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Single metal nanoparticles as molecular sensors

Final Report Summary - SINGLESENS (Single metal nanoparticles as molecular sensors)

Optical spectroscopy of single plasmonic nanoparticles (NPs) has evolved into a recognized tool for nanoscopic sensing applications, using the sensitivity to the NP's environment, charge, size, shape, and proximity to other NPs. The goal of the SingleSens ERC project was to take advantage of the nanoparticle’s minuscule size approaching molecular dimensions in novel ways. Single particle plasmon sensors are in many ways the smallest possible giving unprecedented access to molecular events. The small size amplifies fluctuations by molecular events, allows massive parallel detection of analytes within tiny devices, and to monitor single nanoparticle formation and electrochemical surface reactions in real time.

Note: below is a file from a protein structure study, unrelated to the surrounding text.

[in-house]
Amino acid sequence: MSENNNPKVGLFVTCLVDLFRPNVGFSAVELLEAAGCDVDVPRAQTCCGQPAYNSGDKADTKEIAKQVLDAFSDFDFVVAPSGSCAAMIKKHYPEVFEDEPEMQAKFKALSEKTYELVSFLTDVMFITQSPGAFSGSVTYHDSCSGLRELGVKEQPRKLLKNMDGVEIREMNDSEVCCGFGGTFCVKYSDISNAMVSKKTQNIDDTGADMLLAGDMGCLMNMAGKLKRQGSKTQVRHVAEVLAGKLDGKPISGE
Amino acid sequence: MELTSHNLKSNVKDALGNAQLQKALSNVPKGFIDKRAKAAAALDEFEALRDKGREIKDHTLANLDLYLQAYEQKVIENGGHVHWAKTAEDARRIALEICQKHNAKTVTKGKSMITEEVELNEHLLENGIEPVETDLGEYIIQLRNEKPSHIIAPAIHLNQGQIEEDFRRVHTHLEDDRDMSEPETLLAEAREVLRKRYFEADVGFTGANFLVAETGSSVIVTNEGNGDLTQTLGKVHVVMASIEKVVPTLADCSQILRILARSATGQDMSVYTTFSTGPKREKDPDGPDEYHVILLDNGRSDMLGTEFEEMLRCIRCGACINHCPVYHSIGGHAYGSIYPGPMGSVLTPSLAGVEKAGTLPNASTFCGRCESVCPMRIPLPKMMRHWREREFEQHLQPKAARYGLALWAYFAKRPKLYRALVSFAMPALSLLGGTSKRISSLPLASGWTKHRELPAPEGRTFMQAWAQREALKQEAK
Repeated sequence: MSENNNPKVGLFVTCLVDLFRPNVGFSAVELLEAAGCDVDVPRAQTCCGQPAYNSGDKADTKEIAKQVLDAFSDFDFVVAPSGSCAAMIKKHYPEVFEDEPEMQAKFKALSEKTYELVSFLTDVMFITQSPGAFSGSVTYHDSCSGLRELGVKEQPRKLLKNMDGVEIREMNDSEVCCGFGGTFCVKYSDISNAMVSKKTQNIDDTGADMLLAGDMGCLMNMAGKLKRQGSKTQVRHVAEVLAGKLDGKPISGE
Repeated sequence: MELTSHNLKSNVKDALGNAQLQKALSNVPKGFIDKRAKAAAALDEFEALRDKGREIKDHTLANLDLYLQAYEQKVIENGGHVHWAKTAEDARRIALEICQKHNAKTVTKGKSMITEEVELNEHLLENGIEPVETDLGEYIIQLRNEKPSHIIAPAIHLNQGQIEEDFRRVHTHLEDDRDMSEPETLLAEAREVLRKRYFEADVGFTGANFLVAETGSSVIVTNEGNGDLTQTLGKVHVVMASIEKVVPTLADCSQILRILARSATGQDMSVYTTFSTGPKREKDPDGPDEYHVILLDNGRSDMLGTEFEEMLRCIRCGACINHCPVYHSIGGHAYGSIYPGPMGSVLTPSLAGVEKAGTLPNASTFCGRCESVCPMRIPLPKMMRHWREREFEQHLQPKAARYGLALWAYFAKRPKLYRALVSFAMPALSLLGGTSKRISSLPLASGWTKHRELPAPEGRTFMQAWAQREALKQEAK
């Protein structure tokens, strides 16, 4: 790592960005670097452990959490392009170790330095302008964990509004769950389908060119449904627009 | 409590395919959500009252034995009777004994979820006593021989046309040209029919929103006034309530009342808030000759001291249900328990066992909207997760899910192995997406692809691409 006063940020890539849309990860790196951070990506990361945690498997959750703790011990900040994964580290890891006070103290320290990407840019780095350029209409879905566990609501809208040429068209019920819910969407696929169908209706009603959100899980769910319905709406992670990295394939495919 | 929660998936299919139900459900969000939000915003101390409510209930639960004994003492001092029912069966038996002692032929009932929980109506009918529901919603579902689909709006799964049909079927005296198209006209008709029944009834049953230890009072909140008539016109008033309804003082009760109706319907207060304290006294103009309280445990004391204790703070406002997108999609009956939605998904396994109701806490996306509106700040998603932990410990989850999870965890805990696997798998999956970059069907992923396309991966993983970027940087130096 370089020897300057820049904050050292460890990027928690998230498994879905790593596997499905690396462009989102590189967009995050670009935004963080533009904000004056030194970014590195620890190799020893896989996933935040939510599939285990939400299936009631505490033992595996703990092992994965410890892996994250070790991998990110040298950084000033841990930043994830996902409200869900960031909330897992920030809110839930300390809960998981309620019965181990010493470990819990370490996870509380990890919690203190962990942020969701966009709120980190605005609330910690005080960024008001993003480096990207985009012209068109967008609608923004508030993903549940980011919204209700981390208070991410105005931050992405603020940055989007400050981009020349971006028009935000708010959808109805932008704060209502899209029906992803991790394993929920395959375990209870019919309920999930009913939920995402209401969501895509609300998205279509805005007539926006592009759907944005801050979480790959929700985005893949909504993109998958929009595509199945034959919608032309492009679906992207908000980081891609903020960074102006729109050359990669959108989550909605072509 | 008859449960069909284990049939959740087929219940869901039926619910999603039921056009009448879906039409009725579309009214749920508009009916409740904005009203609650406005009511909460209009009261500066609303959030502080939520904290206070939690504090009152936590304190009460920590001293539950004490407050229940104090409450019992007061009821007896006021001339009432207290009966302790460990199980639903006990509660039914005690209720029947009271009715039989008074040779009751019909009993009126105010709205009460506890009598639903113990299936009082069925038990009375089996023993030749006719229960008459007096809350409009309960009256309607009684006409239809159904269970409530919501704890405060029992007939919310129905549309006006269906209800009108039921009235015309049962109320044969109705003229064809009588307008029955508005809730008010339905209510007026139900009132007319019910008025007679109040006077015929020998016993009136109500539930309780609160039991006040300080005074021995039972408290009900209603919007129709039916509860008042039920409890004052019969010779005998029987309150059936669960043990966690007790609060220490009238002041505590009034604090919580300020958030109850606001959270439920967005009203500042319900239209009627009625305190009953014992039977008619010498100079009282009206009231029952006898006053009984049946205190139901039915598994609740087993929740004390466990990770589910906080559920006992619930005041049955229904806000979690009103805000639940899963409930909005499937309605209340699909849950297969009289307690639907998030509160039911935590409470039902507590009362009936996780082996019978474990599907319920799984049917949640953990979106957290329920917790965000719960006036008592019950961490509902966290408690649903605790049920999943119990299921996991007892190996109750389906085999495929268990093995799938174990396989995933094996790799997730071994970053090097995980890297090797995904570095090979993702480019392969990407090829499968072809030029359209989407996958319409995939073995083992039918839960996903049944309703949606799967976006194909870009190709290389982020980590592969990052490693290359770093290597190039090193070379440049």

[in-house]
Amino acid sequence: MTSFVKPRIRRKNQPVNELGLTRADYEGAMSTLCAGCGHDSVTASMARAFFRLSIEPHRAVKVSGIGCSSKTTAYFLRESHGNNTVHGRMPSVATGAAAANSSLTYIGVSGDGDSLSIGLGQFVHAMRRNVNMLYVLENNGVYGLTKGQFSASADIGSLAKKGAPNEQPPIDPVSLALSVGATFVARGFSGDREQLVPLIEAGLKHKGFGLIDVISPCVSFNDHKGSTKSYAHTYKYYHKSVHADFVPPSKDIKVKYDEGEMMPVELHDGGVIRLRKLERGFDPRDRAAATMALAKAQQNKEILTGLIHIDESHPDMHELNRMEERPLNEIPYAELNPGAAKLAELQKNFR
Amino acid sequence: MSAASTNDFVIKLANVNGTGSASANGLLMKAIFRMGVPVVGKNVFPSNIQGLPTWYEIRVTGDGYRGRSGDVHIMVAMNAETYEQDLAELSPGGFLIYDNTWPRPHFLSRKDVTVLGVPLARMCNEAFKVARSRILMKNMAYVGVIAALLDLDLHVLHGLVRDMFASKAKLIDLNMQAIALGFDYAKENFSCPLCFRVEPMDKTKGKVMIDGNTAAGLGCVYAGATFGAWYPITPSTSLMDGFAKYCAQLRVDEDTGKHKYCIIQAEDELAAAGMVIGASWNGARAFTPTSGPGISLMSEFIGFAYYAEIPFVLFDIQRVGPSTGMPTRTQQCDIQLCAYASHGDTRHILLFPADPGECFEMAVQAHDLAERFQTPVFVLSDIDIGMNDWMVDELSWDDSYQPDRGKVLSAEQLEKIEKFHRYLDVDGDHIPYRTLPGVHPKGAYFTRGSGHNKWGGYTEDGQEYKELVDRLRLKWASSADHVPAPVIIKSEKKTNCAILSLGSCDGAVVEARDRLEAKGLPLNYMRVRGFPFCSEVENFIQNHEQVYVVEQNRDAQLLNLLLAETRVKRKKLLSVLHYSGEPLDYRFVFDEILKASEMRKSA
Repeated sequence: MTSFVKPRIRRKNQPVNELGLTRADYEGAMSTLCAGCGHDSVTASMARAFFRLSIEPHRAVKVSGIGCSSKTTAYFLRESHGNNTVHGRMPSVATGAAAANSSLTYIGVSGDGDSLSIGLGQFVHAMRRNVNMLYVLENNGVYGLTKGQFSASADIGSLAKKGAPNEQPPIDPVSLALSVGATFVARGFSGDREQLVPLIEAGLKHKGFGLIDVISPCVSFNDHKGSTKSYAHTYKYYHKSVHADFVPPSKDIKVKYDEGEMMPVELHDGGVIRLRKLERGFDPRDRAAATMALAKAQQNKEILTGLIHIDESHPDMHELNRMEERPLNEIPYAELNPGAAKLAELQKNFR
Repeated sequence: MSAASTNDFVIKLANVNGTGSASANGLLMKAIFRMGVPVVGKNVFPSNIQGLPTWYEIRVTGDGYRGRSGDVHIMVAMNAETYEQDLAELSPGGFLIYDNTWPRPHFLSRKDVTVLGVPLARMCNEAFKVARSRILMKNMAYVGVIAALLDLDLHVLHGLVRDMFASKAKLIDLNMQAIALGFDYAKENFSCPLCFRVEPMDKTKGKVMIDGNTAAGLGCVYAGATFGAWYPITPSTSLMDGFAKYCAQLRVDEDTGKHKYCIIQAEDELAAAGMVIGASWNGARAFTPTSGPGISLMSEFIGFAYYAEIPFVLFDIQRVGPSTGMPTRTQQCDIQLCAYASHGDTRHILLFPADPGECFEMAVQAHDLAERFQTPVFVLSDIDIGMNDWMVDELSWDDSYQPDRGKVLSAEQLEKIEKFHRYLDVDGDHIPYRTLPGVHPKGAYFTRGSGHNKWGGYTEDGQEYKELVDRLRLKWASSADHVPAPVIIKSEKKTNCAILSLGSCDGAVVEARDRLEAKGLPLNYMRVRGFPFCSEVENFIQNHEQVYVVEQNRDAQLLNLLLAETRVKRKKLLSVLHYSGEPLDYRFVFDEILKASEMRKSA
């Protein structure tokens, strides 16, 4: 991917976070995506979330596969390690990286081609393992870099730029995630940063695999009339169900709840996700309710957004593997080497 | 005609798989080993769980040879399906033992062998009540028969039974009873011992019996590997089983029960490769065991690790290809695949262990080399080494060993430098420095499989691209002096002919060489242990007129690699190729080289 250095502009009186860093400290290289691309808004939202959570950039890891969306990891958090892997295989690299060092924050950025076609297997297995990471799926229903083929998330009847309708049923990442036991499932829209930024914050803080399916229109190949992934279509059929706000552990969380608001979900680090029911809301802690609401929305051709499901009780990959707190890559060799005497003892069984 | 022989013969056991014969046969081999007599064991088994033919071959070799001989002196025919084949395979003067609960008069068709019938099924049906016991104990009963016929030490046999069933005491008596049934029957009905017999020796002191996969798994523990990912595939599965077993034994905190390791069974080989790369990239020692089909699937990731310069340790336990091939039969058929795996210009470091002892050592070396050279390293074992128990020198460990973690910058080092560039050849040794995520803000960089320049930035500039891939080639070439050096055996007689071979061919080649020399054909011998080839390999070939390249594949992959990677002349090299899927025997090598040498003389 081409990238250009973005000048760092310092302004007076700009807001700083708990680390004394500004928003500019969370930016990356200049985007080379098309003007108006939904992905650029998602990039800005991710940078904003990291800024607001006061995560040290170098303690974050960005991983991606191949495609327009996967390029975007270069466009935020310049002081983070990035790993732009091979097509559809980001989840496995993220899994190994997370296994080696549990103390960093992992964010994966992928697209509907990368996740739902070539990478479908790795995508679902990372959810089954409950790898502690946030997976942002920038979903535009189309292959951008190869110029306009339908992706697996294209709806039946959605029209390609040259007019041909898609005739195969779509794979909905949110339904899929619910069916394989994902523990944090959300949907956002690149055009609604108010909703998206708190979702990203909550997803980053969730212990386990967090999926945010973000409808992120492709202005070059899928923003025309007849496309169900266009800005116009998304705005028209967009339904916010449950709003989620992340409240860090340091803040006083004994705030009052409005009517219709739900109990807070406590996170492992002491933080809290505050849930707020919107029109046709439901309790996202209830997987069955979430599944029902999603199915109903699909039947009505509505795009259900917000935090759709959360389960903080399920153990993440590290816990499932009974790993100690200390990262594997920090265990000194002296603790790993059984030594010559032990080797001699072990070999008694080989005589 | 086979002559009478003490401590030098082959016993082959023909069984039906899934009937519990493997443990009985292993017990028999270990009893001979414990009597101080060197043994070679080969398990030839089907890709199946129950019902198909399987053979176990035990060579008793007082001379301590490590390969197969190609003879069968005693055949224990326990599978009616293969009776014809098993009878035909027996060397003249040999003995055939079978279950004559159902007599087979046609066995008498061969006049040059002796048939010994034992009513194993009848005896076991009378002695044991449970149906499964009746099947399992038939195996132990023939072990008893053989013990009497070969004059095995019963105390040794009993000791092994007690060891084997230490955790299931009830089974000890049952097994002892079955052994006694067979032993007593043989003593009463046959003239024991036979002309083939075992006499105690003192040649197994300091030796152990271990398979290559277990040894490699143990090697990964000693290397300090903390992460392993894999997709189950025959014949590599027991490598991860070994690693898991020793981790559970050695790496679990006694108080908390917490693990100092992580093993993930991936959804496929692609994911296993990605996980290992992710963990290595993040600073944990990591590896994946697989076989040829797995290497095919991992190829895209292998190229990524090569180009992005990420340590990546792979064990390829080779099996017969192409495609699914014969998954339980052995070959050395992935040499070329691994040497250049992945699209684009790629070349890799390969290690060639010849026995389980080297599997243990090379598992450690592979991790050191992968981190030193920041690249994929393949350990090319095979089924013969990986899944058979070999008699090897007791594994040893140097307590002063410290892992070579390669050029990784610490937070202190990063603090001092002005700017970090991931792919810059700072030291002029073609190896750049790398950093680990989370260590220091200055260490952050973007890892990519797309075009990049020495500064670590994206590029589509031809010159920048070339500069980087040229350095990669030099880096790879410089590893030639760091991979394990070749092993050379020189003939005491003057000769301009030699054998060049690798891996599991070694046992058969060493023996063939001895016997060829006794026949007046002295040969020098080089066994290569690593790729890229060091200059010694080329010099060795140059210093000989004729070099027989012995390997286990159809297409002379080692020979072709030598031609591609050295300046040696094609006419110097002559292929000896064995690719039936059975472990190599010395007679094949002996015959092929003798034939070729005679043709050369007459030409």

The main objectives of this project were to develop and explore single-particle plasmon spectroscopy as a novel tool to study such molecular processes. We have built setups progressing far beyond previous technology. With those we have increased time resolution, spectral sensitivity, and parallelization capability many orders of magnitude. Five years ago, collecting a single particle plasmon spectrum took several seconds and resulted in an accuracy of the peak position of more than one nanometer. Statistics were typically recorded on 10-20 particles. Now, we routinely record particle spectra in less than one millisecond, investigate 100-1000 particles within one sample and archive spectral accuracies well below 0.1nm.
We have synthesized nanoparticles with optimal plasmon sensing properties, and simulated plasmon properties to guide the experiments and understand the physics behind the observed phenomena. The single-particle plasmon spectroscopy technique has been demonstrated for single protein detection, the parallel detection of many analytes in a multiplexed microfluidic device, and for biophysical studies of oscillating molecular systems. Electrochemical and biochemical applications are in the process of being published.
The broad range of possible applications, some of which were not anticipated at the start of the project (e.g. drug screening) makes us considering commercialization of the developed techniques.